Published: Wednesday, December 1st, 2021
- Self-directed management remains a competitive alternative to robo-advice and traditional active management.
- Using a robo-advisor can delay retirement by 2-5 years compared to self-directed management.
- Robo-advisors will likely become more competitive in the future.
In 2021, 3.5 million adult investors will trust a robo-advisor to manage their portfolio. When it comes to investing outside of a 401(k), the convenience offered by automated investing is undeniable. Combined with the fact that 92% of human managers underperform the S&P 500, it’s no wonder why folks are giving the machines a chance.
You have to give the robo-advisors credit for making the process of investing so simple – simply set up an account, configure your risk tolerance and away you go. Whatever funds are transferred in get automatically invested. Some robo-advisors even offer automated tax-loss harvesting to further juice after-tax returns.
Self-directed investing, on the other hand, is way more hands-on. You’re confronted by intimidating terminology like ‘bid/ask price’, ‘market/limit order’ and so on. Being routinely exposed to your portfolio balance in this manner can invite the temptation to day trade, fat-finger a trade, or be fallen to a temporary lapse in judgement.
And even if you have nerves of steel, you have to wonder what your time is worth. As a general rule, if a machine can do it, it’s probably not worth your time. Right?
In this post we put a price on that convienience and quantify what automation actually costs in 2021.
The cost? Your life.
Using Nesteggly’s Ultimate Retirement Calculator, we compared how many extra years you’d have to work in order to cover the cost of the most popular robo-advisors versus self-directed passive index investing. The result was staggering - robo-advisors delayed retirement anywhere from two to five years.
To look at it another way, we calculated how much extra saving you’d have to do per year in order to overcome the effects of robo-advisor fees and stay on track to retire at the same age you would have retired with the self-directed method. We estimate you’d need sock away an extra 11% to 37% per year.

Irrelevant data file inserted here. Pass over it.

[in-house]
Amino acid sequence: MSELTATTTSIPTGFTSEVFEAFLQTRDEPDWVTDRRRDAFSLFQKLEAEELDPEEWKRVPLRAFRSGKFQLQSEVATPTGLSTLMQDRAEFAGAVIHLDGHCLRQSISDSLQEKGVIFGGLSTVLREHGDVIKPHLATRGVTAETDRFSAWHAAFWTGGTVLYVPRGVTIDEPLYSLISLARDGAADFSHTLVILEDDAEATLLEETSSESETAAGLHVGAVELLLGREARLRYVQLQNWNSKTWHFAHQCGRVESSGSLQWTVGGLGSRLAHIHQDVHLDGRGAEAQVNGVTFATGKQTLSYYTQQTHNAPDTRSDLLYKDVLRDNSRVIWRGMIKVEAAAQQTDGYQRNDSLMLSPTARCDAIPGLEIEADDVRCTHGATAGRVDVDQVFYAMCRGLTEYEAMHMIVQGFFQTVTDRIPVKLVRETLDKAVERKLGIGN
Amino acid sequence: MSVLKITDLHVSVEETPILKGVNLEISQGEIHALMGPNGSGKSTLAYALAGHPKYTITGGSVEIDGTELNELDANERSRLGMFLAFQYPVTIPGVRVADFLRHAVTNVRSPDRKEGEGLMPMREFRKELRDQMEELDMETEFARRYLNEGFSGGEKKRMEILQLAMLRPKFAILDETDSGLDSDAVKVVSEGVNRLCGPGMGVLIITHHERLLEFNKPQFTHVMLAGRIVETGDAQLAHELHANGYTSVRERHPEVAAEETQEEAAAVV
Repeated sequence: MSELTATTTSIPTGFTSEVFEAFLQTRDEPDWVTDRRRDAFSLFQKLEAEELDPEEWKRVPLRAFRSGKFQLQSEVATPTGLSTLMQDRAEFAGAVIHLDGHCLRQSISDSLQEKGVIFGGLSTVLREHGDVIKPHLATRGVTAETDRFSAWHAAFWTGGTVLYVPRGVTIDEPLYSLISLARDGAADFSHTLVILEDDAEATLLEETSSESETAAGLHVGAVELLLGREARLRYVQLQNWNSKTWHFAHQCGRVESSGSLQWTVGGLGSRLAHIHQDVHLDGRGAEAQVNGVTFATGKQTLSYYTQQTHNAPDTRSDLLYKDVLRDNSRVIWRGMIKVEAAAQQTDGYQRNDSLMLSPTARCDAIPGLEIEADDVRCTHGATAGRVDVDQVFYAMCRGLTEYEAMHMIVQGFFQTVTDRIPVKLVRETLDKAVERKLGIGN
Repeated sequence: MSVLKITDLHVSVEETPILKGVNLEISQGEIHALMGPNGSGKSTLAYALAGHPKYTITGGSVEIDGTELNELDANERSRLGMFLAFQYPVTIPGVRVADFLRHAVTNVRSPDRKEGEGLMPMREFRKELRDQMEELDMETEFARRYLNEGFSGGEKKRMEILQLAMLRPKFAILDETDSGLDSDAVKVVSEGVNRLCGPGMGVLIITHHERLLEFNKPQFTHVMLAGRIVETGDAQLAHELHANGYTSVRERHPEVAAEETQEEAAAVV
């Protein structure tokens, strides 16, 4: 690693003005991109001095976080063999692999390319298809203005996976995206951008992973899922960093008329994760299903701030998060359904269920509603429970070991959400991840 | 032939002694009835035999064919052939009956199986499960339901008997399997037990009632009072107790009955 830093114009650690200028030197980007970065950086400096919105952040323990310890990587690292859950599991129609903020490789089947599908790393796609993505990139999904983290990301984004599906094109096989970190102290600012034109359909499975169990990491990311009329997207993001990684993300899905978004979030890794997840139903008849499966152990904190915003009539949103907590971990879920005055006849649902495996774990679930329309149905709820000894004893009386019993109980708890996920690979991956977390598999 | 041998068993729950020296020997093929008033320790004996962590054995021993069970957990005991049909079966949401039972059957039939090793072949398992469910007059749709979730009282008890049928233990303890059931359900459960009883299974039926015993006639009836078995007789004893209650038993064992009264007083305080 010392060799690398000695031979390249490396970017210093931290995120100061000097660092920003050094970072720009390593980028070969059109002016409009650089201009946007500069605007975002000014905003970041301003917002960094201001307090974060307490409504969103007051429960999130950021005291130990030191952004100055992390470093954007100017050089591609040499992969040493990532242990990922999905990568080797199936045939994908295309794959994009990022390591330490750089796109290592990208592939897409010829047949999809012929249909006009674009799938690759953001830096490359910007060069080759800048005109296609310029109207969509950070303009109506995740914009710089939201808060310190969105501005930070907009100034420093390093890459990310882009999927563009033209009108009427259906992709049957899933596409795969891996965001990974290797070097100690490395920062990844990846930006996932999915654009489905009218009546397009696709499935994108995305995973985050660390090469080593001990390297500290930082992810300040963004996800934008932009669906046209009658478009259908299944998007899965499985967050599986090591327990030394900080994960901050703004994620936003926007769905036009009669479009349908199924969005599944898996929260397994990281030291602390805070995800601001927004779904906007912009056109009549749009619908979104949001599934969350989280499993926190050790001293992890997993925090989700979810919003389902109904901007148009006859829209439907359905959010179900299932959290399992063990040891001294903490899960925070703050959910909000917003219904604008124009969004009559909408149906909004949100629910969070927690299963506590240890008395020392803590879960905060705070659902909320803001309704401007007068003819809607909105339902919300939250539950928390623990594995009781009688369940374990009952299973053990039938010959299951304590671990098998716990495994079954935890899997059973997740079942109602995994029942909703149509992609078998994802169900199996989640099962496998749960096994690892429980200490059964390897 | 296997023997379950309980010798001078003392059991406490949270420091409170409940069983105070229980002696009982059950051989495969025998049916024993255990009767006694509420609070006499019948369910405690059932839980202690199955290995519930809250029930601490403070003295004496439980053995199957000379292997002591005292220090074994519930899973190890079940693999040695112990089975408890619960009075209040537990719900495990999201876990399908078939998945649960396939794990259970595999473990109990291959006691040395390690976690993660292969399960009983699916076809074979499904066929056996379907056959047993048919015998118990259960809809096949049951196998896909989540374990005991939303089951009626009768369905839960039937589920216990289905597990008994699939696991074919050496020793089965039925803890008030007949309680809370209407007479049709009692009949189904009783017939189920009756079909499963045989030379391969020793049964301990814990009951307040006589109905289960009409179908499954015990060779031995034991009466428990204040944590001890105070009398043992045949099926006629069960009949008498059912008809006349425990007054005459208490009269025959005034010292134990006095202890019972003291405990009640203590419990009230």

We assumed the robo-advisors performed roughly the same, and that their performance mimicks that of the S&P 500 index. We also assumed robo-advisors don’t ever change their current fee structure (more on that later).
Breaking down the costs
Robo-advisors typically collect fees two ways:
- Management fees.
- Hidden fees. Typically, these are fees built into the funds that the robo-advisor is purchasing on your behalf. In the case of Schwab’s robo-advisor, this cost manifests as a 6% cash allocation, which one of the main ways they make money (and also why they’re presently being sued).
Here’s a breakdown of the fees for each robo-advisor:
|Robo-advisor||Management fee||Hidden fees||Total fees|
These management fees act as a ‘tax’ on the performance of your portfolio. So if the performance of your assets was 6% per year, a 0.5% management fee would reduce that return to 5.5%.
As a self-directed investor, you can passively invest in the S&P 500 index for as low as a 0.03% fund fee via Vanguard. Fidelity offers index funds with a 0% fee, but watch out for taxable events generated by those funds if you’re holding them in a taxable account.
For small sums of money, robo-advisors can still make a lot of sense. And I’d wager a lot of people fall into this category – that awkward situation after you max your retirement accounts and have some loose change left over. In this case, using a robo is probably way more favorable than just letting it sit around in a checking account.
But when it comes to your life savings, it doesn’t how much you make at your day job – the prospect of working another 2-5 years in exchange for the convienience of a robo-advisor should make you wonder if it’d be worth going it alone. Given all the competition in this space, I anticipate it’s only a matter of time before robo-advice gets cheap enough to make it a no-brainer. But in 2021, it’s clear that we’re simply not there yet.
Thanks for reading. Feel free to leave a comment.
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